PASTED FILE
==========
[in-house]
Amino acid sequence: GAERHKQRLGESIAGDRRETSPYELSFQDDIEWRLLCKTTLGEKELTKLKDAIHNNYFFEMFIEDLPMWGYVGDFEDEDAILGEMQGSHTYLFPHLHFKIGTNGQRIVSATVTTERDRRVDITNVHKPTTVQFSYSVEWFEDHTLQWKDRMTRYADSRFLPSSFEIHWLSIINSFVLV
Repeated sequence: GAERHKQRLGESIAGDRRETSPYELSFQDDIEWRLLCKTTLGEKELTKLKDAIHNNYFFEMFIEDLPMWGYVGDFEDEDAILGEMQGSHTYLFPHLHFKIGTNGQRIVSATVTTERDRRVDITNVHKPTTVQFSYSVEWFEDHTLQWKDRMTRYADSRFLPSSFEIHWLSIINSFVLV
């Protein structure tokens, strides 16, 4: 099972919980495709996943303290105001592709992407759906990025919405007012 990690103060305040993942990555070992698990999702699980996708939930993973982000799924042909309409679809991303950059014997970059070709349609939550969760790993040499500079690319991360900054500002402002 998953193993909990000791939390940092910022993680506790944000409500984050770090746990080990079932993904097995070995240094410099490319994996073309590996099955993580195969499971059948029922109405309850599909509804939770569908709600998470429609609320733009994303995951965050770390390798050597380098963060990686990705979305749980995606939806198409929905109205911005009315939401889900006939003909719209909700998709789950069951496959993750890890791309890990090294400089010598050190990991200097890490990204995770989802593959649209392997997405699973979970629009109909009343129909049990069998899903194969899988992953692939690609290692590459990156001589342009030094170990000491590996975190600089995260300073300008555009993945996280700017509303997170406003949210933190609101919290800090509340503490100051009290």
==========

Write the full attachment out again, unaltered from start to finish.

[in-house]
Amino acid sequence: GAERHKQRLGESIAGDRRETSPYELSFQDDIEWRLLCKTTLGEKELTKLKDAIHNNYFFEMFIEDLPMWGYVGDFEDEDAILGEMQGSHTYLFPHLHFKIGTNGQRIVSATVTTERDRRVDITNVHKPTTVQFSYSVEWFEDHTLQWKDRMTRYADSRFLPSSFEIHWLSIINSFVLV
Repeated sequence: GAERHKQRLGESIAGDRRETSPYELSFQDDIEWRLLCKTTLGEKELTKLKDAIHNNYFFEMFIEDLPMWGYVGDFEDEDAILGEMQGSHTYLFPHLHFKIGTNGQRIVSATVTTERDRRVDITNVHKPTTVQFSYSVEWFEDHTLQWKDRMTRYADSRFLPSSFEIHWLSIINSFVLV
């Protein structure tokens, strides 16, 4: 099972919980495709996943303290105001592709992407759906990025919405007012 990690103060305040993942990555070992698990999702699980996708939930993973982000799924042909309409679809991303950059014997970059070709349609939550969760790993040499500079690319991360900054500002402002 998953193993909990000791939390940092910022993680506790944000409500984050770090746990080990079932993904097995070995240094410099490319994996073309590996099955993580195969499971059948029922109405309850599909509804939770569908709600998470429609609320733009994303995951965050770390390798050597380098963060990686990705979305749980995606939806198409929905109205911005009315939401889900006939003909719209909700998709789950069951496959993750890890791309890990090294400089010598050190990991200097890490990204995770989802593959649209392997997405699973979970629009109909009343129909049990069998899903194969899988992953692939690609290692590459990156001589342009030094170990000491590996975190600089995260300073300008555009993945996280700017509303997170406003949210933190609101919290800090509340503490100051009290």